Content is everywhere, from your website to store front, advertisements to blog posts. If you’re in business, you have content and that content is the foundation of your customers’ experience with your business.
Bringing yourself to the table is really a way to connect with your customers and provide them with someone that they can trust. Taking a systematic approach to those relationships is really the only way that it works. You have to show up every day consistently with the quality that you promised to build those long-term relationships. And staying small means that you get to make your own decisions and you don’t have to check with a lot of people before you move.
I thought it would be great fun to see how the book’s advice lines up with the experiences of real-life small business owners.
For this article, I talked with Ashley White, fashion blogger and owner of Le Stylo Rouge, a content-fueled small business based in Kansas City.
Ashley started Le Stylo Rouge nearly 10 years ago and in that time she’s built a large and intensely loyal following. Twice weekly, the LSR community hears from her on topics ranging from fashion to beauty to lifestyle.
I sat down with Ashley to ask how she brought soul, systems and an small mentality to bear when building her small business.
[Ashley White] [Ashley White] Ten years ago, I was looking for a creative outlet and a very smart lady said to me, “You really have your act together around fashion and you’re a writer by trade. You should combine these things. Put your money where your mouth is and start a blog.”
I launched Le Stylo Rouge in early 2009. I didn’t have a solid content strategy or a clear message; I figured out my voice, what I wanted to say, and how I wanted to say it as I went along. I didn’t rush it. It was really about the creative outlet and the work—and it still is—but over time people started to pay attention to it. That’s when I realized I had a little something there. Today I have a reach of over 100,000 across all social platforms, subscriptions and traffic.
My main platform is the blog; that’s the heart of Le Stylo Rouge. That’s where I’m the algorithm; I’m in control of my brand. You hear about the Instagram algorithm all the time and the way it impacts brands. I’m very passionate about telling other content creators not to build their entire brands on platforms they don’t own. And so Le Stylo Rouge lives on its own website, while social channels support it. I’m pretty prominent on Instagram, and then Facebook and Twitter a little bit less so.
I’ve heard a lot about that lately. I always recommend business owners ask, “Can my business survive if any of the social media platforms shut down?” If the answer is no, they need to get their own space.
You really have to diversify! Instagram was down for 48 hours a few weeks ago and people were losing their minds! But they were losing their minds because they were under contract with a brand to launch content on a certain day, and Instagram was their only platform. That all goes straight down the tubes if Instagram is down.
Apps like Instagram are not going to be around forever. Yes, it’s the biggest and the brightest thing right now, but so was the Titanic a hundred years ago! Something will eclipse it.
If you build your brand on a platform you don’t own and they change that platform—the way your audience interacts with your content or how much of your audience sees your content—you’re stuck. Instagram doesn’t care if you have a problem with it because they aren’t catering to your business needs, they’re catering to their own.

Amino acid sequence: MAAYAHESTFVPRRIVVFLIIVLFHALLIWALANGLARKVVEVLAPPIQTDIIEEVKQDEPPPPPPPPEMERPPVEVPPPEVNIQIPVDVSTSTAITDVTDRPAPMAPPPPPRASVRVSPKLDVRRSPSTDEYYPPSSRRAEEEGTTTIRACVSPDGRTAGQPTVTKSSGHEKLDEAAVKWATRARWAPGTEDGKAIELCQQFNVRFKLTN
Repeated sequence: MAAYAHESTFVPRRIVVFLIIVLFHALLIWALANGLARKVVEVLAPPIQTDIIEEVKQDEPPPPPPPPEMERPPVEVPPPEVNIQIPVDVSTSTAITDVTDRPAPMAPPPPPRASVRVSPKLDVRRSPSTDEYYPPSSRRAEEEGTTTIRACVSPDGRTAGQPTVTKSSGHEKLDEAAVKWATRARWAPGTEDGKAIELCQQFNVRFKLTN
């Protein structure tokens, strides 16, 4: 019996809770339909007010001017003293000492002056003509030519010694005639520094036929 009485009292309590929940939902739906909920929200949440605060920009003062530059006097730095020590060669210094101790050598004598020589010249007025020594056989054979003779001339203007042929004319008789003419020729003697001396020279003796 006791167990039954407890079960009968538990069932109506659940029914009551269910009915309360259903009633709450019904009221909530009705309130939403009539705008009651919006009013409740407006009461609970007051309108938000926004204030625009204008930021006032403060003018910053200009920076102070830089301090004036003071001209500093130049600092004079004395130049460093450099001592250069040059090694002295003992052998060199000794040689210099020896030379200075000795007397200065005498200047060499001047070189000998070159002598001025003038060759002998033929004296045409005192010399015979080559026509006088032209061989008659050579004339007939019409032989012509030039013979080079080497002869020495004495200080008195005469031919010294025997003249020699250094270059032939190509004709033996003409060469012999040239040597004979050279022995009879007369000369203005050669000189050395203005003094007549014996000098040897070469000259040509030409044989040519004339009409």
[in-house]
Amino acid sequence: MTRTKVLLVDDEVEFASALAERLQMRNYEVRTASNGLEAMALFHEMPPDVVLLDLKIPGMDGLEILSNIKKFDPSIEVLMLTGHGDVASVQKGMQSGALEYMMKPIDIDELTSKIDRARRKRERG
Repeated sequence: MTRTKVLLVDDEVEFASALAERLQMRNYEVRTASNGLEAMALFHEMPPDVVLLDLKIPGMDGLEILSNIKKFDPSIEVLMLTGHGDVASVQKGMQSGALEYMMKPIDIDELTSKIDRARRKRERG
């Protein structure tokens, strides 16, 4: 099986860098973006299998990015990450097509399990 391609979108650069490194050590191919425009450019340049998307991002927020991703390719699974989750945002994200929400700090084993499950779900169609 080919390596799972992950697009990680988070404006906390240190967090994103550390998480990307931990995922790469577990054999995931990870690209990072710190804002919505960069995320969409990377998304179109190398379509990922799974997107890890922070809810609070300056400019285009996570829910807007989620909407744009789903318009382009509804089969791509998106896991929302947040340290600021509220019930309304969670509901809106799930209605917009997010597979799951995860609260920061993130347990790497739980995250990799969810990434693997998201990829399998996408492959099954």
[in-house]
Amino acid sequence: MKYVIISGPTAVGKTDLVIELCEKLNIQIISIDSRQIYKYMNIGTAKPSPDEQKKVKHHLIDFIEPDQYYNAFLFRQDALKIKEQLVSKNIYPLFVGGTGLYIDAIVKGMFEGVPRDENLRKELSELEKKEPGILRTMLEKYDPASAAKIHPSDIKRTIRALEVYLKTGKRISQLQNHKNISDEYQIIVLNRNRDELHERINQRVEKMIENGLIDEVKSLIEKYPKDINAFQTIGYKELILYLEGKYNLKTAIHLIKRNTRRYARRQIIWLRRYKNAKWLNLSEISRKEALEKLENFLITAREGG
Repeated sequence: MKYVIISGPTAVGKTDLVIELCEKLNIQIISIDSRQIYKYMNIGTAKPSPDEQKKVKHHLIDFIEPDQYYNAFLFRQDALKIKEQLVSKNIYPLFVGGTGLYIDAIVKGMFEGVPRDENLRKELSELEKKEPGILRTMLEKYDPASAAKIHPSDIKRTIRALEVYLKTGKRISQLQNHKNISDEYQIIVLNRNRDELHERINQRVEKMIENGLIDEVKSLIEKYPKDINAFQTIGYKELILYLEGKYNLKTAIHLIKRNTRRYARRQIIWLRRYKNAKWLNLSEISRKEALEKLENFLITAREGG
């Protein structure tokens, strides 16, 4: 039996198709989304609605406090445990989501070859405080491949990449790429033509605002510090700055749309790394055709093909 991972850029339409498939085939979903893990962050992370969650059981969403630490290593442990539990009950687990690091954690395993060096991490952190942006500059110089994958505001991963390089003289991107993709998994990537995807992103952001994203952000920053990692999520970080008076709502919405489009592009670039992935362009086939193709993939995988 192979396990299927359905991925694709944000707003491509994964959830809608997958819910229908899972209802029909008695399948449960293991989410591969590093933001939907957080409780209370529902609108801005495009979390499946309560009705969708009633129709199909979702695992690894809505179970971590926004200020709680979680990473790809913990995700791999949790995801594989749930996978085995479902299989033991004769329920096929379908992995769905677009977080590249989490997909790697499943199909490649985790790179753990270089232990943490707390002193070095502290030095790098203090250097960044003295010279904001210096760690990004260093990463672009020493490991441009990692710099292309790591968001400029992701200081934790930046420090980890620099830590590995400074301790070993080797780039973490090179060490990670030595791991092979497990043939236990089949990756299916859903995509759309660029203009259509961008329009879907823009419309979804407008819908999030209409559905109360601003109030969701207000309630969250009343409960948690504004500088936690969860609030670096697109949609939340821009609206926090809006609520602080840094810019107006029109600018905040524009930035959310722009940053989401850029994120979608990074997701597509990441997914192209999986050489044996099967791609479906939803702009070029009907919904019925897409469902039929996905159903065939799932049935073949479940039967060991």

Diversifying and building your content on a foundation you own is smart for longevity.
Initially, my “why” was creative expression. As I garnered this small audience, it was about breaking out of style ruts. I like to wear what I affectionately call weird things; the sort of things the industry would call edgy or avant-garde. I like to take those pieces and wear them in my Midwestern environment. I like to wear them in a way where people say, “Oh, well she doesn’t look totally ridiculous. She doesn’t look like she’s wearing a costume.” I want to inspire my audience to break out of their own sort of style ruts.
That doesn’t necessarily mean they buy the weird jacket I’m wearing, but it shows them that the weird jacket can work in the mainstream and they can try a trend without so much fear. They like watching me take style risks; hopefully that inspires them to try a few of their own.
I crafted this very casual, direct, conversational voice and tone on LSR. The way I write on the blog is really close to how I communicate in real life— I feel like authenticity rings true with an audience. If you want people to stick around and pay attention, you can’t play somebody else on the Internet—that’s just ridiculous! If I were play-acting as someone else, I don’t think that that would work for very long—probably because I’m not the best actress— but also because people would be able to tell it wasn’t authentic.
We’re hearing more and more about authenticity right now, but I don’t think it’s a new thing. It’s just a buzzword people are paying attention to now. But it’s always been true. If you’re not staying true to your voice, your message, your style and who you are, your audience is going to sniff that out. My goal is for people who know me in real life to be able to hear my voice when they read a caption or a post.
Several systems that keep LSR up and running. There’s the content planning and concepting system: I like to keep LSR running a few weeks ahead of schedule. My goal is to be at least a week ahead in terms of final content. Next week’s posts are always shot, edited, written and scheduled ahead of time. They’re just sitting in the queue, waiting to go live. And then I have an editorial calendar loosely built a few weeks ahead of the content I want to create.
Having content scheduled ahead of time and an editorial calendar keeps my content clip loaded. It also provides some breathing room in case something needs to shift, a particular post falls through, etc.
For a content intelligence system, I always look to the things my users and audiences are commenting on—even when it’s not the stuff I’m actually writing about. For example, I see myself as a fashion blogger. I’m like, “Hi, look at my outfit. Do you like this? I do. Cool. Rad.”
But I was always getting comments and questions about my hair, like, “What products are you using? How do you cut it? Why does it look like that? What’s going on?” Even if the post was about a new pair of boots, people focused on my hair. I realized after a while I had this opportunity to dive into a different content vertical—more into beauty and hair, specifically.